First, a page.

“Given the socio-cultural and economic importance of these species, loss of individuals, reduced condition and reduced fitness could have serious implications for human recreation and local economies,’’ the report said.
 
DNA fingerprinting indicated that feral hog family groups were moving or being moved great distances in the region, up to about 30 miles at a time.
 
Collaborative feral hog management between local landowners and public land managers is recommended in the study.
 
“This study provides incredibly significant findings, illuminating the real threat to wildlife populations and human health from this feral animal’s increasing presence across the state,’’ Durham said. “One way to help is to never transport feral hogs. In fact, it’s illegal to transport and release them. We need to develop ways to remove whole sounders (herds) of feral hogs, not just nickel and dime a few pigs at a time. You have to get rid of the whole sounder.’’
 
Click here to see the complete report.

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Agents Cite Men for Closed Season Shrimping In Plaquemines Parish

Release Date: 07/29/2016

Louisiana Department of Wildlife and Fisheries (LDWF) enforcement agents cited two men for alleged shrimping violations on July 26 in Plaquemines Parish.

Agents cited Thuong Nguyen, 59, and Steven Nguyen, 27, both of Buras, for using skimmers in a closed season.

The agents were responding to complaints of illegal shrimping taking place in the Buras area.  During the stop agents seized and returned 75 pounds of shrimp to the water.

Using skimmers in a closed season carries up to a $950 fine and 120 days in jail plus forfeiture of anything seized.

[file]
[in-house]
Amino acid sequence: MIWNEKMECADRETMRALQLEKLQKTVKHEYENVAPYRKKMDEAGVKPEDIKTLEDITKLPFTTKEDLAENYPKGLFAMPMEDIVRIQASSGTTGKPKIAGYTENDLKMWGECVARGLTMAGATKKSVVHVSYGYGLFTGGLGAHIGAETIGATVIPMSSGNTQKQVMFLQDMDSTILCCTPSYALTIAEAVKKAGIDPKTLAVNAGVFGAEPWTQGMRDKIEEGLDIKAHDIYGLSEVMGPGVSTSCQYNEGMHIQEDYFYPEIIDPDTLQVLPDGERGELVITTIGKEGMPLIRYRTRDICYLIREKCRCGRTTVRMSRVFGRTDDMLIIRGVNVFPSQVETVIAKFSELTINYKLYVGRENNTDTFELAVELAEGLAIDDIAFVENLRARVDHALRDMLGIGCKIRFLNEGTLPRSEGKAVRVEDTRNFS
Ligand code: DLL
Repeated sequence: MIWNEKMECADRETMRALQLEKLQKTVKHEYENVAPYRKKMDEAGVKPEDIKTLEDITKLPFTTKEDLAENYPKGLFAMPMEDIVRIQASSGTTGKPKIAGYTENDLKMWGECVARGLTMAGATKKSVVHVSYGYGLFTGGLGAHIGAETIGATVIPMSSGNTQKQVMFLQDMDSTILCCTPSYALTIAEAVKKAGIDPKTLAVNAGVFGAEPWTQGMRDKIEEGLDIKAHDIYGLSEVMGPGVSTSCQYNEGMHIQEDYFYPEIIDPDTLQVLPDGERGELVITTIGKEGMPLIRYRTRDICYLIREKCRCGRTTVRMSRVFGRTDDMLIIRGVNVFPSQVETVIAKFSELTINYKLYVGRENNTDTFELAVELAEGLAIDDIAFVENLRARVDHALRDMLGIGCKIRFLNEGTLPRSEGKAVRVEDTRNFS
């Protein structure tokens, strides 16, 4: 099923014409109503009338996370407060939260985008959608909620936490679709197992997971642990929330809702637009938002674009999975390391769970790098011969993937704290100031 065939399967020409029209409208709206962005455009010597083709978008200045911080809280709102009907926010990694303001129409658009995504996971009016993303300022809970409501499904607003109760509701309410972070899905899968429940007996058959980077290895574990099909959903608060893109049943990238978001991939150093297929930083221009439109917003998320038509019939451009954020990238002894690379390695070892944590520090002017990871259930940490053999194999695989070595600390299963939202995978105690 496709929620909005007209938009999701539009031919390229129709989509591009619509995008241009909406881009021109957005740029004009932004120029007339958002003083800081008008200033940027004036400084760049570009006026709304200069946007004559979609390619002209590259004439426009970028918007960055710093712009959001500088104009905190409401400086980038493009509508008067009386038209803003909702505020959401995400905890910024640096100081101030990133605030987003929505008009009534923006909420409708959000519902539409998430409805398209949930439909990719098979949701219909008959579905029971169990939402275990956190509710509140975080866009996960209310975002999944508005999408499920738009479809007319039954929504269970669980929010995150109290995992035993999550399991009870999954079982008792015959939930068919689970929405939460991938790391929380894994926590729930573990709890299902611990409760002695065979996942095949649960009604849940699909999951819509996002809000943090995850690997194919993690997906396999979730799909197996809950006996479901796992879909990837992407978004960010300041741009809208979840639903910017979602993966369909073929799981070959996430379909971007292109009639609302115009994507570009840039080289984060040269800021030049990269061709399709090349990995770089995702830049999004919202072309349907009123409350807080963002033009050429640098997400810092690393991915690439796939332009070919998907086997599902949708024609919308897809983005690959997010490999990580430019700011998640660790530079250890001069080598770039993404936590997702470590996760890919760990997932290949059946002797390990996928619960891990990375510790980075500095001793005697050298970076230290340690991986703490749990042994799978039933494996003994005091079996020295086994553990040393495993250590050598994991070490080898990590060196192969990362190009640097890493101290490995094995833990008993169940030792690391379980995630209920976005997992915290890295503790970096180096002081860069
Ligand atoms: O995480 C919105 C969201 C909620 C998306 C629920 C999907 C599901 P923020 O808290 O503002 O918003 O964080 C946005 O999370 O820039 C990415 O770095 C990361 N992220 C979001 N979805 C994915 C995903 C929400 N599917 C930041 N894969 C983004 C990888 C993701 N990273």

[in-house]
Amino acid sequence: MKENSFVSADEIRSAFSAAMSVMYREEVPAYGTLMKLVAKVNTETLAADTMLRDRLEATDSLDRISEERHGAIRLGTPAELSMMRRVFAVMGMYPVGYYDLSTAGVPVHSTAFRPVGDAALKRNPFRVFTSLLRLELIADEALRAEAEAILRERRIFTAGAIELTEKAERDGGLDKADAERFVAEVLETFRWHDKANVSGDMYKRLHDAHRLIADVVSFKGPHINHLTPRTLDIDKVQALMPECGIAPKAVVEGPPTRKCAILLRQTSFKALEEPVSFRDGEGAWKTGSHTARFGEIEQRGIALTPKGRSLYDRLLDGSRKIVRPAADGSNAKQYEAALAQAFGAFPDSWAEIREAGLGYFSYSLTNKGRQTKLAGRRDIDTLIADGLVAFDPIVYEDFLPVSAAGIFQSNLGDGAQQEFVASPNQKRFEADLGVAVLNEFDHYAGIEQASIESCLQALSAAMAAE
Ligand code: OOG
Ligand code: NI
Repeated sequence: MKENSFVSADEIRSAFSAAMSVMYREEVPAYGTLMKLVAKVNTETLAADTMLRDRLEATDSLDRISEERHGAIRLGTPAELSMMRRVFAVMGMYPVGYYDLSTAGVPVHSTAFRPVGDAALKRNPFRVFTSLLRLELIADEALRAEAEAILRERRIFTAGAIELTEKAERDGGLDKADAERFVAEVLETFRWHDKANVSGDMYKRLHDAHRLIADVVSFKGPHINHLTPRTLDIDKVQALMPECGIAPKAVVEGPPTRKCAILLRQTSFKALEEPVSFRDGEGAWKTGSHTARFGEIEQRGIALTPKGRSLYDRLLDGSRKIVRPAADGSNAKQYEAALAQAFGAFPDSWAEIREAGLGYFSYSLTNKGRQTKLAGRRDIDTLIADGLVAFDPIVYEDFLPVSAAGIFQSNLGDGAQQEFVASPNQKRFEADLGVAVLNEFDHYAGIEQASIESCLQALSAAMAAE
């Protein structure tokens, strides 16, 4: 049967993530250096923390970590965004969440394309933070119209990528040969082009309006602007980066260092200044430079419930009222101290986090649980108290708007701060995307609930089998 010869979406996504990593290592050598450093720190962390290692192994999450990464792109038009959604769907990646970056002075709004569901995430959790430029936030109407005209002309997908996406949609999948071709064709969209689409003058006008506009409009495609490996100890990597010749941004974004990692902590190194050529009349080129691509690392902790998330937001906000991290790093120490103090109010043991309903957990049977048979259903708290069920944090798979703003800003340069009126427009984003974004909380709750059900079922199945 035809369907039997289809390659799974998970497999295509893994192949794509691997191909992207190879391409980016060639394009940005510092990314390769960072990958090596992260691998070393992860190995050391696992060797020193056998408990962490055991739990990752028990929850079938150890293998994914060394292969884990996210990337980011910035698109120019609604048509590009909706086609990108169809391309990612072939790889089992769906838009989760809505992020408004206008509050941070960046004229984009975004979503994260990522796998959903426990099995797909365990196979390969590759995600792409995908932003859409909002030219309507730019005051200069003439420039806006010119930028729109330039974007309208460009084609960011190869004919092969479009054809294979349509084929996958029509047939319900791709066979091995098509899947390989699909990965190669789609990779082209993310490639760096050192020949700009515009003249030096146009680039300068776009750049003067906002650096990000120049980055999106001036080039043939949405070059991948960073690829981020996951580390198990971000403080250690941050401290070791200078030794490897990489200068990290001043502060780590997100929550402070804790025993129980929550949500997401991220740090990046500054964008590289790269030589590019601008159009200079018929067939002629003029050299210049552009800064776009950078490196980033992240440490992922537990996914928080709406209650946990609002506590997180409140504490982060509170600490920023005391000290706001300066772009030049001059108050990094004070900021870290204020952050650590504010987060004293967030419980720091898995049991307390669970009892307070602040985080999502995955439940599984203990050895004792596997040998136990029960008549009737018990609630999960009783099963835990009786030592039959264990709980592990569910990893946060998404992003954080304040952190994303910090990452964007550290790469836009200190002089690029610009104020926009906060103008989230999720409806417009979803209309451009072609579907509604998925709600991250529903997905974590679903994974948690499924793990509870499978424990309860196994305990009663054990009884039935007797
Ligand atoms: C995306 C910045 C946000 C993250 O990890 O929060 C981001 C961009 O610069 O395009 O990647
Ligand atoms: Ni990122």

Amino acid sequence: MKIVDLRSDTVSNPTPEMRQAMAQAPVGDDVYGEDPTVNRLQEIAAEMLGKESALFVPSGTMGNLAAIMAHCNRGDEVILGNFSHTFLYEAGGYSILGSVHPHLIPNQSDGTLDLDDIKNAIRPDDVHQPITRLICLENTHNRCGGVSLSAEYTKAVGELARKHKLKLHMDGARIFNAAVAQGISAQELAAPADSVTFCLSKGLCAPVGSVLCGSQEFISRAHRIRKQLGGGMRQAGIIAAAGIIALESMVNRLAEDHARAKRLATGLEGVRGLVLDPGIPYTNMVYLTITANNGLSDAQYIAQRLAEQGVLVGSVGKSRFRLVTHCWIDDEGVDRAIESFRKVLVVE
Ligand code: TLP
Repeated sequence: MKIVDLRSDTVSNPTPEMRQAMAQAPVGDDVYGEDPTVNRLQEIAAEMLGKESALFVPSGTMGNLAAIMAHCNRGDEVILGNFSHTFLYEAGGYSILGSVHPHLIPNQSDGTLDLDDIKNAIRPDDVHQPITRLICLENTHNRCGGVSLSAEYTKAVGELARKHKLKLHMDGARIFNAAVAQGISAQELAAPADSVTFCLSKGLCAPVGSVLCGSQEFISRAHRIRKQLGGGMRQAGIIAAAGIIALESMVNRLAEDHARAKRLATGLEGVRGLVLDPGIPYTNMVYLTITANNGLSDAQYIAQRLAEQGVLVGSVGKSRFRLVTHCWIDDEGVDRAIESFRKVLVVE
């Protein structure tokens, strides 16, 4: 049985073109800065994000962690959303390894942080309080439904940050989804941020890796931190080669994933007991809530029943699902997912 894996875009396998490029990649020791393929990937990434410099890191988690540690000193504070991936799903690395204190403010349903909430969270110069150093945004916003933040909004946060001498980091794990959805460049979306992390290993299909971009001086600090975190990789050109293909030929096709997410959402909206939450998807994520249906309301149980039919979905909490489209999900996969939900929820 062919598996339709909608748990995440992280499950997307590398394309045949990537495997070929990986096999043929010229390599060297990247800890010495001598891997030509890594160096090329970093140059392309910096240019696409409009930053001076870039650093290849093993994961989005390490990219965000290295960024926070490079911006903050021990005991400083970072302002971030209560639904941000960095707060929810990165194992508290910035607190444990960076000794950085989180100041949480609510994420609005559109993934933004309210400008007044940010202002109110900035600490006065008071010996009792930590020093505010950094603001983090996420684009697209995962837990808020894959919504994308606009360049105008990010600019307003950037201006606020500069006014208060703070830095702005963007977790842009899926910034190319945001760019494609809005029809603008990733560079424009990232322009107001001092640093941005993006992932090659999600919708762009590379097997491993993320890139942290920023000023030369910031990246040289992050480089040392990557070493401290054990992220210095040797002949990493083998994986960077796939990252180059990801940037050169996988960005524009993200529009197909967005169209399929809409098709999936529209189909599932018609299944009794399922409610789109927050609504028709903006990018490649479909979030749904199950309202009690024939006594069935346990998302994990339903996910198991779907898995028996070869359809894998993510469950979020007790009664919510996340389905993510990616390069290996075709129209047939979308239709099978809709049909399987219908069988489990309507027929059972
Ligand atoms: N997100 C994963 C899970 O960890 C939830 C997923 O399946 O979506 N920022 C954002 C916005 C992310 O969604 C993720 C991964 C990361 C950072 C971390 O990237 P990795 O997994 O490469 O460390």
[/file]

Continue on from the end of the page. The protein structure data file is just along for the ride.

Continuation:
In addition for the first conviction of shrimping during the closed season, the court may revoke or suspend the violator's trawl, skimmer, or butterfly gear licenses for one year from the date of the conviction.  During such revocation or suspension, the violator may be present on a vessel harvesting or possessing shrimp or possessing a trawl, skimmer, or butterfly net only if the vessel is equipped with and employs an operating vessel monitoring system which is accessible to LDWF.  The violator may also have to perform 40 hours of community service.

Agents involved in the case are Sgt. Villerie Reggio and Agent Kyle Haydel.

Belle Chasse Man Cited for Illegal Shrimping

Release Date: 07/29/2016

Louisiana Department of Wildlife and Fisheries (LDWF) enforcement agents cited a Belle Chasse man for alleged shrimping violations on July 29 in Plaquemines Parish.

Agents cited Sang V. Pham 57, for using skimmers in a closed season.  Agents received complaints about a vessel illegally catching shrimp in Blind Bay.  Agents observed Pham with his skimmers in the water around 10:50 a.m.

Pham then pulled the skimmers up and the nets were closed with shrimp and bycatch inside the net.  Agents made contact with Pham and found him in possession of about 25 pounds of shrimp.